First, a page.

Monday, March 16, 2009

52 Teachers, 52 Lessons #9: Engaging Students

This week's entry comes from "maddy" of Mad Hot Math, who found something she wrote in 2007 that still rings true today:

I've been trying to keep up with what's going on in the world of education lately, but reading too much of it can just make me feel angry and impotent. Every time I read an article about how I should be engaging every learner, I get a little more angry. Cumulatively, this makes me a very angry person. I believe my contract requires me to provide an opportunity for every student to learn. You may choose to ignore when opportunity knocks. It is not realistic to expect me to cajole you into opening the door, or bust the door down or even sneak through a window. It takes a tremendous amount of energy to engage most of the class. It takes superhuman energy to engage every student in the class. I can pull that off for an hour or so, but then I'm worn out and I yell at all the rest of my classes. I find that when I focus on trying to engage that one difficult child, I am forced to ignore 10 other students actively seeking my attention and help understanding a concept. This makes the children in my class angry and frustrated. They yell things like "I WANT your help. Why don't you just leave him alone. He never does his work. " This is sad for many reasons.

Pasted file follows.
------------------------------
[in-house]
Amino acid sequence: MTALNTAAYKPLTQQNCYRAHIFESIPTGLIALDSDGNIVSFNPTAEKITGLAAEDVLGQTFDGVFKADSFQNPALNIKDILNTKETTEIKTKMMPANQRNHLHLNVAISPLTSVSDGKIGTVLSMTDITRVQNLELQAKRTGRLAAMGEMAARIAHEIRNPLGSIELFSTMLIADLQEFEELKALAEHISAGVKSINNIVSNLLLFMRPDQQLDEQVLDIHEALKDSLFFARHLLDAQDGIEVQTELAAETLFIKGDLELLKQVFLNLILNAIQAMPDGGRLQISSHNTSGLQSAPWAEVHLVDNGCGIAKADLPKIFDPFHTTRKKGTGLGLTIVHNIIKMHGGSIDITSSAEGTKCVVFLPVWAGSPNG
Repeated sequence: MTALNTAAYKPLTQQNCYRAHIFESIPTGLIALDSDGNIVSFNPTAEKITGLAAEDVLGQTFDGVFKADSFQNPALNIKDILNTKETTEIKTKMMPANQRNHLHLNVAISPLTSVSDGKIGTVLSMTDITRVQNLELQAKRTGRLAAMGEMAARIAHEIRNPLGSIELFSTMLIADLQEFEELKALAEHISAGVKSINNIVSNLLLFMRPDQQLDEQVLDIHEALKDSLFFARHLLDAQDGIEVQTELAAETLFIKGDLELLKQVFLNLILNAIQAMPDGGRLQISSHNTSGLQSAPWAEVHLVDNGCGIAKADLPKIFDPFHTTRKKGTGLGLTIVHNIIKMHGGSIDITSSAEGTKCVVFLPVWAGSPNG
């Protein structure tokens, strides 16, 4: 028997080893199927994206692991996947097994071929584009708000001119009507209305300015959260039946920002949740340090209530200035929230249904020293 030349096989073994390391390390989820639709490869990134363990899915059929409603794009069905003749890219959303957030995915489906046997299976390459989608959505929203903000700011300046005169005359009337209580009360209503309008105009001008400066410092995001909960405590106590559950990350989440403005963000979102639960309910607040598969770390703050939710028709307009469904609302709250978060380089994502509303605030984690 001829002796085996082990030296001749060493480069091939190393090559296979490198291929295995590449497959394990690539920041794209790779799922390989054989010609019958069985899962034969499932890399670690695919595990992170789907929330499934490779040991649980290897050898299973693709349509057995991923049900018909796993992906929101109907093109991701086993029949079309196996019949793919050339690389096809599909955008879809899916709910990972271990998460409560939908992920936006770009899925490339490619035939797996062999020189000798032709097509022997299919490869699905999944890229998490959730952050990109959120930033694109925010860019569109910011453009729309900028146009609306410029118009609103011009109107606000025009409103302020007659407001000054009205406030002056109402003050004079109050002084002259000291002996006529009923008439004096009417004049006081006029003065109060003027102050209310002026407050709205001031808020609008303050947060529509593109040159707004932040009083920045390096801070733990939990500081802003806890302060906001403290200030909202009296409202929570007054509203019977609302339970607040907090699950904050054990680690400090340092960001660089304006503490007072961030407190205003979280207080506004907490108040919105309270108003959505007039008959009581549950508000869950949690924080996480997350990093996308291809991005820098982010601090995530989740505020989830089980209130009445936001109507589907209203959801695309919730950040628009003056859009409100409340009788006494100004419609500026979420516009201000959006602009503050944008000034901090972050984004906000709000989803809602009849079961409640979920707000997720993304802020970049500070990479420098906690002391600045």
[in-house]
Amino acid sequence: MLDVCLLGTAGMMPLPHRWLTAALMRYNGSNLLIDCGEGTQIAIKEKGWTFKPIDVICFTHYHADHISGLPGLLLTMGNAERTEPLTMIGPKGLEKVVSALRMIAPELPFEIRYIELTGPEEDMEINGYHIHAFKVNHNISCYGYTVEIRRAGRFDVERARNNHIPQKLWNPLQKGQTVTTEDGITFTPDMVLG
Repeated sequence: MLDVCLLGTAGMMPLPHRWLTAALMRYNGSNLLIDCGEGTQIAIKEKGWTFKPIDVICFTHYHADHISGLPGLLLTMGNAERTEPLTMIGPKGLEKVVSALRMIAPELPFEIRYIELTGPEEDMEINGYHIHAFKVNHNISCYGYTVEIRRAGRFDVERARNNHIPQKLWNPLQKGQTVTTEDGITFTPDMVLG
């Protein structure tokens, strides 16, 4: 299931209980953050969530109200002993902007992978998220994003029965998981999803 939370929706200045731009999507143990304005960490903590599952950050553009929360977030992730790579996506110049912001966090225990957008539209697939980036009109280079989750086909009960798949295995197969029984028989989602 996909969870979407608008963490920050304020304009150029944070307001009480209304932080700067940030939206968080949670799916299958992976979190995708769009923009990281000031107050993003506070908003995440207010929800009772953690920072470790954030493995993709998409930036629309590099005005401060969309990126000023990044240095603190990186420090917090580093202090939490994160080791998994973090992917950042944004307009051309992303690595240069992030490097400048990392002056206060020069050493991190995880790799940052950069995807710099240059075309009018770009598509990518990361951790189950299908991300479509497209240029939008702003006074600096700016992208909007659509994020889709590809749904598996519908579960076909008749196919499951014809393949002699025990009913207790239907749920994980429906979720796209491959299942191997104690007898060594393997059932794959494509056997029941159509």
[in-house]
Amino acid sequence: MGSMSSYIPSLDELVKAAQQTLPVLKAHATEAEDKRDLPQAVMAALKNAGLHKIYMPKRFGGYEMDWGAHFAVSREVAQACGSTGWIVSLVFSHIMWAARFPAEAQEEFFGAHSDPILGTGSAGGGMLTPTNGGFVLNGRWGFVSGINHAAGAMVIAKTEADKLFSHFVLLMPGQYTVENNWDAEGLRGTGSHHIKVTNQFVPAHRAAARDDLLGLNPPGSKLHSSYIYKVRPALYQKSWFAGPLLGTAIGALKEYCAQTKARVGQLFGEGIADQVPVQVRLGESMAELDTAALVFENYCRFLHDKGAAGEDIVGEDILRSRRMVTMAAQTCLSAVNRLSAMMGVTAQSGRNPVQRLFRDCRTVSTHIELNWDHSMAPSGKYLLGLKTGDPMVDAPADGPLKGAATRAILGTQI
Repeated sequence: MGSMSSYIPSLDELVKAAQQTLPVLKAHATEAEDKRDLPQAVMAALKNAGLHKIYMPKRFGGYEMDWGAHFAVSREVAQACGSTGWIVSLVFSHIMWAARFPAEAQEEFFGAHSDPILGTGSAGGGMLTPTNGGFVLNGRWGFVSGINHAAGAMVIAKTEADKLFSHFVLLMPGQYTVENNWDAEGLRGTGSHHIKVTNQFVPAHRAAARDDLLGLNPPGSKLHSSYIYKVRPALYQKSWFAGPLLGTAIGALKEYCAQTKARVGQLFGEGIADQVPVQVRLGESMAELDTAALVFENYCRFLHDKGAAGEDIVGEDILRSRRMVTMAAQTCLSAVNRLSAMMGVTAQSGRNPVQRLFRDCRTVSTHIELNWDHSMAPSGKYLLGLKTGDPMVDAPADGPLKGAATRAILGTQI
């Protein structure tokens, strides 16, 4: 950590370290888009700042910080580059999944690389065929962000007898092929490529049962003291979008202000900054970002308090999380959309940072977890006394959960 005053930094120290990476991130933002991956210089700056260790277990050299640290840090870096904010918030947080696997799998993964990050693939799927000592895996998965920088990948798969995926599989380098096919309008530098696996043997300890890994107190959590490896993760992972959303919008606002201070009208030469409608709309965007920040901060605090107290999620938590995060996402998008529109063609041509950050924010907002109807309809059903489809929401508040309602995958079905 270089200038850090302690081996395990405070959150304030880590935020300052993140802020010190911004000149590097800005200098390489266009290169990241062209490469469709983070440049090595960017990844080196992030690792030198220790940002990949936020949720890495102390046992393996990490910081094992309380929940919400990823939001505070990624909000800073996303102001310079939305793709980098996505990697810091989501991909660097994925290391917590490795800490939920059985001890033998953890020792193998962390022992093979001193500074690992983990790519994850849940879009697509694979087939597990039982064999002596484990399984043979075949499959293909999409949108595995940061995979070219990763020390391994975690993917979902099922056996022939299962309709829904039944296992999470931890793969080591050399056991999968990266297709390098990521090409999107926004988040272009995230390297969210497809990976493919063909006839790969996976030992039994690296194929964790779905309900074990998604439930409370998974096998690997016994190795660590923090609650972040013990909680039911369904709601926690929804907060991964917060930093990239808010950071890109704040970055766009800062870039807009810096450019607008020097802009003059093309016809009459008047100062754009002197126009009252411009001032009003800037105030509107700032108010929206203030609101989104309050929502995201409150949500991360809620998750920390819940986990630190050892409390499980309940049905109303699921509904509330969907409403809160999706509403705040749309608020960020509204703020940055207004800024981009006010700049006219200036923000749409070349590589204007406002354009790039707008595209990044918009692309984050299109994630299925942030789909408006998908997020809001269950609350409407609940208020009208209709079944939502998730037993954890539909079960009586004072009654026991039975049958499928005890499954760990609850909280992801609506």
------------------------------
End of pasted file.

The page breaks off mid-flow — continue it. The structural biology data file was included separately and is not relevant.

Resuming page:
1. Because I want to help the kids who want to learn. My energy is well spent that way and shows immediate results, re-energizes me, and encourages a student.
  2. Because I worry about children who never do any work, especially that they are teased by peers or perceived by classmates as inferior.
  3. Because I want to help both and I can't.
That makes me feel like an incompetent teacher because the media has convinced me that I should be able to help them all-- simultaneously. That is not possible. Read that again, America. It is not possible to engage every student all of the time.

So, here's what I try to do. I try to engage most of the students most of the time. I try to make sure that I help you proportional to the amount you help yourself. If you show effort (at all) I will put more effort into you. If you show no effort, I will not ignore you, but I will not ignore an engaged student to convert one. A bird in the hand is worth two in the bush. I try to make sure that there is an activity/project that will engage every child at some point in the school year. They won't like them all, but they will all like something. Whether you agree or disagree, here is a nugget of truth amidst a blog of emotion -- I am trying my best to help everyone.

What can America do to make it better? Fund more assistant teachers. If I had an assistant to answer those other questions ('Did I do this one right?' ' Aren't you supposed to subtract on this one?' 'Is my answer supposed to be a decimal, etc. etc. etc. ) I could answer the unasked questions like "Why don't I get this?" " Why should I care about this stuff?" and most importantly "Does anybody care?"

Read more about this project here or add the 52 teachers 52 lessons tag to your favorites. Email your entries to teachforeverATgmailDOTcom. Week 10 will be posted next Monday, March 23rd.